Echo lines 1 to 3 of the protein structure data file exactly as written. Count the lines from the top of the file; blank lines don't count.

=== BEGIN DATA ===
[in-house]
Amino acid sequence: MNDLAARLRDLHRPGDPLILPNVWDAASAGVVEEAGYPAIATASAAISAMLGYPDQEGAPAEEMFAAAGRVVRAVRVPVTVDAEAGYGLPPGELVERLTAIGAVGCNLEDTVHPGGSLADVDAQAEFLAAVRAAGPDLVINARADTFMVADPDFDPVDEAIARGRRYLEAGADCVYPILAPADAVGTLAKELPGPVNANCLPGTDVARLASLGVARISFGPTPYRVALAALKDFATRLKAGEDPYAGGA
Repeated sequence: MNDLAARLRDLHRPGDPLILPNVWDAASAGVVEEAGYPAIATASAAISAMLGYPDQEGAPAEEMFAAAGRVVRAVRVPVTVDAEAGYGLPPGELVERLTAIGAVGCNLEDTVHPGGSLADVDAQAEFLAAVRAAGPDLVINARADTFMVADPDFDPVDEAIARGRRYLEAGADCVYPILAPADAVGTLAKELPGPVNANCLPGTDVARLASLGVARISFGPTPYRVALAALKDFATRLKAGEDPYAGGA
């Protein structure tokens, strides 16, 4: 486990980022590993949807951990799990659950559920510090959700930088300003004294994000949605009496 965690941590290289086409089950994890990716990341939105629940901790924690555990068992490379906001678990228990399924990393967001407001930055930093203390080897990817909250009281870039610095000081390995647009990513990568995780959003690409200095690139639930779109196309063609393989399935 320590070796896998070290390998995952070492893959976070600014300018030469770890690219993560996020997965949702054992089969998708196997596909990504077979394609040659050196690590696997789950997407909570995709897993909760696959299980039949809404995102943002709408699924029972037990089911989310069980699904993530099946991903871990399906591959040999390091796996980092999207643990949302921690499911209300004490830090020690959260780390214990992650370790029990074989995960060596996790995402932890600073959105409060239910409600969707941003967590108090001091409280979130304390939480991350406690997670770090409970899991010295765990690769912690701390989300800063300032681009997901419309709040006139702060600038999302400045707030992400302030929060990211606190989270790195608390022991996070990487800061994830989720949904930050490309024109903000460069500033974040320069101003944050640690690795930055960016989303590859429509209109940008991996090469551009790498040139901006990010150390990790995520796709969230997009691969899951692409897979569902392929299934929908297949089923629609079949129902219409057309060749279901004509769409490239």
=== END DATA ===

[in-house]
Amino acid sequence: MNDLAARLRDLHRPGDPLILPNVWDAASAGVVEEAGYPAIATASAAISAMLGYPDQEGAPAEEMFAAAGRVVRAVRVPVTVDAEAGYGLPPGELVERLTAIGAVGCNLEDTVHPGGSLADVDAQAEFLAAVRAAGPDLVINARADTFMVADPDFDPVDEAIARGRRYLEAGADCVYPILAPADAVGTLAKELPGPVNANCLPGTDVARLASLGVARISFGPTPYRVALAALKDFATRLKAGEDPYAGGA
Repeated sequence: MNDLAARLRDLHRPGDPLILPNVWDAASAGVVEEAGYPAIATASAAISAMLGYPDQEGAPAEEMFAAAGRVVRAVRVPVTVDAEAGYGLPPGELVERLTAIGAVGCNLEDTVHPGGSLADVDAQAEFLAAVRAAGPDLVINARADTFMVADPDFDPVDEAIARGRRYLEAGADCVYPILAPADAVGTLAKELPGPVNANCLPGTDVARLASLGVARISFGPTPYRVALAALKDFATRLKAGEDPYAGGA